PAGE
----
Court puts bank regulation in federal hands

John Dimsdale Apr 17, 2007
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Court puts bank regulation in federal hands

John Dimsdale Apr 17, 2007
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TESS VIGELAND: Today the nation’s banks got some good news from the U-S Supreme Court.It ruled states cannot make their own regulations for bank subsidiaries. From Washington, John Dimsdale reports the five to three decision is a blow for states.And consumer groups are worried that customers could lose some of their protections from predatory lending practices.


JOHN DIMSDALE: This case started in 2003 when Michigan instructed the country’s fourth-largest bank, Wachovia, to register its mortgage lending subsidiary with the state financial services commission. Wachovia refused, saying that as a national bank, it wasn’t bound by state regulations. Today the Supreme Court agreed — Much to the relief of Richard Whiting of the Financial Services Roundtable representing big banks.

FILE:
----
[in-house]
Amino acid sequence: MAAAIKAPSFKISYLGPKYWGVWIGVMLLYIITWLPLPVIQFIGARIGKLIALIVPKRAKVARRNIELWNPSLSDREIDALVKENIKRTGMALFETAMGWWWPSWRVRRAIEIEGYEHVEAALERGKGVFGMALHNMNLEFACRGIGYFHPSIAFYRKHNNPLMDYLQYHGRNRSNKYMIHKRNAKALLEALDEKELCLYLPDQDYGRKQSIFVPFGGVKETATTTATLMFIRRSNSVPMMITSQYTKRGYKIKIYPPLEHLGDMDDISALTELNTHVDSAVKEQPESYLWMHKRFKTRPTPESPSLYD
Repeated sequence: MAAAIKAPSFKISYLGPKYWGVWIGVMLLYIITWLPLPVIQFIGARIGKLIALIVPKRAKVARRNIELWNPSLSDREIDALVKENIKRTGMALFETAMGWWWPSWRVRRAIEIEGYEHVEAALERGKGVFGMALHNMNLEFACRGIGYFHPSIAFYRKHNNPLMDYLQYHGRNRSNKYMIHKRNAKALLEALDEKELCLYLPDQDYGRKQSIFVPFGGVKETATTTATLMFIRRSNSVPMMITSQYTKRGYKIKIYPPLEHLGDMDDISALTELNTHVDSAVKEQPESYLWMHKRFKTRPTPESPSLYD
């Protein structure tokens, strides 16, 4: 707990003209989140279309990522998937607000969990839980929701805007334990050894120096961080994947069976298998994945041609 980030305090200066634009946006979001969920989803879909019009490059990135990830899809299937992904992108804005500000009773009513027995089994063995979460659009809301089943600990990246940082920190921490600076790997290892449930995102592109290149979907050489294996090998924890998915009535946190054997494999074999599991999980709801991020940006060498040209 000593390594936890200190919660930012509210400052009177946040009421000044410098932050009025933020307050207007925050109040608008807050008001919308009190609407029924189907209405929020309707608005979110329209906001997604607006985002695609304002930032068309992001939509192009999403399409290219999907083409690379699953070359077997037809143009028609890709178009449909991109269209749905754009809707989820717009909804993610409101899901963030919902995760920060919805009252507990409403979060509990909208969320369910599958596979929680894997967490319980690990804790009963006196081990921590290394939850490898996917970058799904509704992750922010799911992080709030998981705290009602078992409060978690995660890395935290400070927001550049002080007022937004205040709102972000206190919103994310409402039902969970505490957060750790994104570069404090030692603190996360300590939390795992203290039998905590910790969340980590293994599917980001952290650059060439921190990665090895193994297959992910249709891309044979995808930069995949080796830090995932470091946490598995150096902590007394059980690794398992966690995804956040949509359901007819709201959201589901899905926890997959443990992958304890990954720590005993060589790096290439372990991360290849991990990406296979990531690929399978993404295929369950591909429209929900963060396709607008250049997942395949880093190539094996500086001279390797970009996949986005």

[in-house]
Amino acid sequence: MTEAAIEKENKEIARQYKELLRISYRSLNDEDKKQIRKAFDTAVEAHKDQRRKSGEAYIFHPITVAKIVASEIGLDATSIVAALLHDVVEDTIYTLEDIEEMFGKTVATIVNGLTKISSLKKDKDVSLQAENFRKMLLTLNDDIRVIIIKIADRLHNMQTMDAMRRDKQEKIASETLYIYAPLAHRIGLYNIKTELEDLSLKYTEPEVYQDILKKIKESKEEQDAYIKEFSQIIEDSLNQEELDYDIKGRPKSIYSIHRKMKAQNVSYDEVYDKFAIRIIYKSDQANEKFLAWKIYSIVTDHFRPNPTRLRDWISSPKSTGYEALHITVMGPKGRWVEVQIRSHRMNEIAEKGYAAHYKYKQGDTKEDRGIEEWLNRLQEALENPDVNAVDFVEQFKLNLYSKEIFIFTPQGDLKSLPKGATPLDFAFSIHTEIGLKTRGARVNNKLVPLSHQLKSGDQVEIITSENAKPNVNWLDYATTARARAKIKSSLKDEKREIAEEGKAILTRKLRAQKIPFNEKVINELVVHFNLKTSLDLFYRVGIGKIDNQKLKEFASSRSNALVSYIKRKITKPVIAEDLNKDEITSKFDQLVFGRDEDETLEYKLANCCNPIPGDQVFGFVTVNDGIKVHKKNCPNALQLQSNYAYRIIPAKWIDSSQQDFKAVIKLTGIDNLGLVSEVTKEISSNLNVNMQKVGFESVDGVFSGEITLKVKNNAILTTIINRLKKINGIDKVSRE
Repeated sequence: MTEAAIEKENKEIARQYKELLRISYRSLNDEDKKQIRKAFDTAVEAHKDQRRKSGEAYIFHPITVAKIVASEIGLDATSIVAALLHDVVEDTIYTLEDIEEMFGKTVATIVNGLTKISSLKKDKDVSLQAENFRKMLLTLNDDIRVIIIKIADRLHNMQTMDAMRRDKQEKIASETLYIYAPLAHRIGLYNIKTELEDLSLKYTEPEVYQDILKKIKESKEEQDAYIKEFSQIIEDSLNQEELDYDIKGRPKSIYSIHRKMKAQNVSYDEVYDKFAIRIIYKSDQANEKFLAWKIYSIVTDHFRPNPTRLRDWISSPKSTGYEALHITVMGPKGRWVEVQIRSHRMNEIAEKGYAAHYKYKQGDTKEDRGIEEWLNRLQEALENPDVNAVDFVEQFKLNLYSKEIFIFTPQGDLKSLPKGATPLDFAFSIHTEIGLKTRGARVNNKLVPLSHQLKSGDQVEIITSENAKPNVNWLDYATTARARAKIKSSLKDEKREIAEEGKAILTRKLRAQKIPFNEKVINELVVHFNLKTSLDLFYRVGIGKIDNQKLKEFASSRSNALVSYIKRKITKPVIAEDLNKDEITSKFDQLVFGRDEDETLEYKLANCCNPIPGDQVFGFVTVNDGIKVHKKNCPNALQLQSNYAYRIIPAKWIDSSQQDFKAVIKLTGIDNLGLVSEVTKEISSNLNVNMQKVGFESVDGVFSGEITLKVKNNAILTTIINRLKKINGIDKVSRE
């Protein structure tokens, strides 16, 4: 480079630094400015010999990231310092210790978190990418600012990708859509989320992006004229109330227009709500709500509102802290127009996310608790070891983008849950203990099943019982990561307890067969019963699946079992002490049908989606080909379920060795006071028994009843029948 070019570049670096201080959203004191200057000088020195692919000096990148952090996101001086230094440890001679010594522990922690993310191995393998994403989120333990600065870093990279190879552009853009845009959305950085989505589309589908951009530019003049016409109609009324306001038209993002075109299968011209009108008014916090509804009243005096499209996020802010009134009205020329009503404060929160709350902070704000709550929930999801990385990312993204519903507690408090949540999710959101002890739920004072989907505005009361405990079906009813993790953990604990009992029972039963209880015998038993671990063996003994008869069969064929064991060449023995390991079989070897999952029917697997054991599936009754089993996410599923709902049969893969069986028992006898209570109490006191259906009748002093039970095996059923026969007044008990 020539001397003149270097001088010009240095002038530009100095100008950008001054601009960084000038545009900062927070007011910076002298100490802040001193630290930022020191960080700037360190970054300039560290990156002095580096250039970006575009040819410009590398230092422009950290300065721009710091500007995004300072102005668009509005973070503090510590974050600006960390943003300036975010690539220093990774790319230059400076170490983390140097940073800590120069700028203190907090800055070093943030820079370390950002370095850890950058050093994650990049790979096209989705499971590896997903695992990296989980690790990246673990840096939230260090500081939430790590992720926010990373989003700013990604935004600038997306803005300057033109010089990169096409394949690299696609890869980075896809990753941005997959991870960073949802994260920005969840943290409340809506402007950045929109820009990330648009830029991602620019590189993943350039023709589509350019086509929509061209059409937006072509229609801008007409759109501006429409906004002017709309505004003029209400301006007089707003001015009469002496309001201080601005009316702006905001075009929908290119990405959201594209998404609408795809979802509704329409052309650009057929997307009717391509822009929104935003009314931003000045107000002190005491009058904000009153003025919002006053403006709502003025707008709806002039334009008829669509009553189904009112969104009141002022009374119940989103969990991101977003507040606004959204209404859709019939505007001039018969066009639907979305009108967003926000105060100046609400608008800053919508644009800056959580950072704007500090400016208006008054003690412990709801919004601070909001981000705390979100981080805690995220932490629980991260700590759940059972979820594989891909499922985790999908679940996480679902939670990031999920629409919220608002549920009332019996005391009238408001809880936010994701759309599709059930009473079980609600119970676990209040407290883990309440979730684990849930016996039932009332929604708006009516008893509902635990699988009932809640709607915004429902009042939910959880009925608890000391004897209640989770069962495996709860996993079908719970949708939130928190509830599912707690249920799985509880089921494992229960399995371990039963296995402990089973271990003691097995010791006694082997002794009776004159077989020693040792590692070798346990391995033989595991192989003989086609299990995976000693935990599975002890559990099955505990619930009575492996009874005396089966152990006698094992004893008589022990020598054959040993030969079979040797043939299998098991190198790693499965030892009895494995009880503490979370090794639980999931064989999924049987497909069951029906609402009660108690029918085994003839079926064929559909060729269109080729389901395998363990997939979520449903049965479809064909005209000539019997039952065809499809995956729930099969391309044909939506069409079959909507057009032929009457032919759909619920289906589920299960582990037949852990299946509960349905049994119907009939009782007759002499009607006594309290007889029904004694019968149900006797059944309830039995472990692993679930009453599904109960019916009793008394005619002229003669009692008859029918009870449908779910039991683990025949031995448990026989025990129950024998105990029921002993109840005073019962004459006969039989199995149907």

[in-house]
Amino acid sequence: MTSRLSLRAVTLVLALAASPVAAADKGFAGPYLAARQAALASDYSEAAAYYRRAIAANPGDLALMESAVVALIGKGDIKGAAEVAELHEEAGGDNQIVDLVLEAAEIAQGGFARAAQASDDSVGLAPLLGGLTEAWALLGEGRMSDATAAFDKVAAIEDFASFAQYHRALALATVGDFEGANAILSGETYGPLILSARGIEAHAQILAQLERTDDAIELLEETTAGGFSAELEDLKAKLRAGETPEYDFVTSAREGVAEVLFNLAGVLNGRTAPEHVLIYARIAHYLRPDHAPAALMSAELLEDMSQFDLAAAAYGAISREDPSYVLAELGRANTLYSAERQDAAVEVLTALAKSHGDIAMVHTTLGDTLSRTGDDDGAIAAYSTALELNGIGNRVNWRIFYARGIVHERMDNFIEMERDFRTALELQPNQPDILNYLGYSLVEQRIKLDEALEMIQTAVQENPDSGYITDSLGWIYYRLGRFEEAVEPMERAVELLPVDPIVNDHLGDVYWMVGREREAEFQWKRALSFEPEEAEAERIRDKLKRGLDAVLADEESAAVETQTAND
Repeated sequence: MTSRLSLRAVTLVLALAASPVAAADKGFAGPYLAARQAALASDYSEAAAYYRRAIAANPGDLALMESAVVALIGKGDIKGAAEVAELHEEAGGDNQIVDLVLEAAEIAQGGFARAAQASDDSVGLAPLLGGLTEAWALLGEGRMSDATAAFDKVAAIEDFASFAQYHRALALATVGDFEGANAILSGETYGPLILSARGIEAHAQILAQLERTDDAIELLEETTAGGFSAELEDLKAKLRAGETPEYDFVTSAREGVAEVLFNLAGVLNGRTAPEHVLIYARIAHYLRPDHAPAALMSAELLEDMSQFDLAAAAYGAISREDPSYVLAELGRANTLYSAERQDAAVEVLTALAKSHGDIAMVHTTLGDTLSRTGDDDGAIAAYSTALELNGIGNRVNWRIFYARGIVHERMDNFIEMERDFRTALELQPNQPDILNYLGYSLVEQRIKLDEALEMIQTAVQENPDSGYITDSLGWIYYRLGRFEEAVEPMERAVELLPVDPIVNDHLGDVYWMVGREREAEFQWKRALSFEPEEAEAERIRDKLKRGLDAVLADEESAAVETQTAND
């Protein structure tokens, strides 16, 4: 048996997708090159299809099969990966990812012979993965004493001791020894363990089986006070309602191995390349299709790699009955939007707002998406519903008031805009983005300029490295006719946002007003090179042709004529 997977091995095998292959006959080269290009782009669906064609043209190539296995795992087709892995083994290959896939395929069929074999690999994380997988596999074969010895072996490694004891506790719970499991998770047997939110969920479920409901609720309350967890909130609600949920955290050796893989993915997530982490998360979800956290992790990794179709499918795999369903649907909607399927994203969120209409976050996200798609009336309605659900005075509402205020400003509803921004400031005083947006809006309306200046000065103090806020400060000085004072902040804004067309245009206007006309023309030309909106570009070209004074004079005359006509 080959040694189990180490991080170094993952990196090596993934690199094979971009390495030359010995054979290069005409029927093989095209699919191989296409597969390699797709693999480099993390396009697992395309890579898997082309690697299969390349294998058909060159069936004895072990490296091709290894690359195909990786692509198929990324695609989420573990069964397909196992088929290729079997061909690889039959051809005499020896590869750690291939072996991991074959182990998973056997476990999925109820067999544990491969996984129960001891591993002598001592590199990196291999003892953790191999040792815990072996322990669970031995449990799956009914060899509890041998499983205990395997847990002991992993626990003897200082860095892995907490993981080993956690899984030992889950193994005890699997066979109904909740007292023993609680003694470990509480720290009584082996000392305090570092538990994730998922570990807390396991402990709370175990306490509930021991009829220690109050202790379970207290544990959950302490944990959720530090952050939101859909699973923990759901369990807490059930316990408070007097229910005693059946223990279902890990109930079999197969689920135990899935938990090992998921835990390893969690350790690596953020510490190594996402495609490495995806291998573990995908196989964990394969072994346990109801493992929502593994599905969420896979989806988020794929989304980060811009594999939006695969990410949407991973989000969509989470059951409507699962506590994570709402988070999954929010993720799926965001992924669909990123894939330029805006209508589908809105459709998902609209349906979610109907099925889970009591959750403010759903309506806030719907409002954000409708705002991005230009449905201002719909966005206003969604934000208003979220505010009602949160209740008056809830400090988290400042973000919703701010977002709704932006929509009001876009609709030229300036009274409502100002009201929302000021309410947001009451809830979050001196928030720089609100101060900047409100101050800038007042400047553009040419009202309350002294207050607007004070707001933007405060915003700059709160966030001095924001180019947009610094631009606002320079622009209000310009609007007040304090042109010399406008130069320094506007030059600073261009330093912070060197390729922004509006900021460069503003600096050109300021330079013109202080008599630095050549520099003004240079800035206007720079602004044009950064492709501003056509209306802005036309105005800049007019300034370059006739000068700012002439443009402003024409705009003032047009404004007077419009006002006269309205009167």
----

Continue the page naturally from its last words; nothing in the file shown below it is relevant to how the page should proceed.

RICHARD WHITING: This is a very welcome decision on behalf of the industry. It clarifies that national banks can conduct business on a national basis without having to have the complexity of dealing with a multitude of state laws.

National bank subsidiaries have been growing in number and offering more financial services, from mortgages to used car lending to Medicare counseling. Consumer groups, including the AARP, joined the states in arguing against federal preemption.

Jane D’Arista at the Financial Markets Center says state regulators have traditionally done a better job of keeping banks in line.

JANE DARISTA: I’m torn between my notion that it should be a good thing to have a single regulator at a national level and my recognition that, pragmatically, having a diligent state regulator is a much better bet.

For example, D’Arista says it was state investigations that uncovered the cozy relationship between student lenders and college financial aid counselors. When it comes to banks, she says, two regulators are better than one.

In Washington, I’m John Dimsdale for Marketplace.

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